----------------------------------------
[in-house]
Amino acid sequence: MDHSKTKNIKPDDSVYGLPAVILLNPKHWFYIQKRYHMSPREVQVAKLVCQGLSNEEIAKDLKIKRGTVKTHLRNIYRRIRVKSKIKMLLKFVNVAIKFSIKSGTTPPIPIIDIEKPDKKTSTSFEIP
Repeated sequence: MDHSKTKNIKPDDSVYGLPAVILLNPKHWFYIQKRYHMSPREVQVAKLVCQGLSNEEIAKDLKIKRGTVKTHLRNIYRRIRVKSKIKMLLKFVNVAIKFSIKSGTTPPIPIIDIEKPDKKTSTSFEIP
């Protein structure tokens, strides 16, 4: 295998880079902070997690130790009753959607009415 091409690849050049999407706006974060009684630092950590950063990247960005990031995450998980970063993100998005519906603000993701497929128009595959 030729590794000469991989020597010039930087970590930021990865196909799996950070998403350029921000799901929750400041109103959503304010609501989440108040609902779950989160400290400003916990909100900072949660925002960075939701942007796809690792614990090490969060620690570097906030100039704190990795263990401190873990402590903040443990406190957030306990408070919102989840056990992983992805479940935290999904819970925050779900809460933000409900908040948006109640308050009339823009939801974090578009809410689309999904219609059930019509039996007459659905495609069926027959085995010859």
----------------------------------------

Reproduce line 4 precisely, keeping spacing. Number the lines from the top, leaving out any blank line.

């Protein structure tokens, strides 16, 4: 295998880079902070997690130790009753959607009415 091409690849050049999407706006974060009684630092950590950063990247960005990031995450998980970063993100998005519906603000993701497929128009595959 030729590794000469991989020597010039930087970590930021990865196909799996950070998403350029921000799901929750400041109103959503304010609501989440108040609902779950989160400290400003916990909100900072949660925002960075939701942007796809690792614990090490969060620690570097906030100039704190990795263990401190873990402590903040443990406190957030306990408070919102989840056990992983992805479940935290999904819970925050779900809460933000409900908040948006109640308050009339823009939801974090578009809410689309999904219609059930019509039996007459659905495609069926027959085995010859």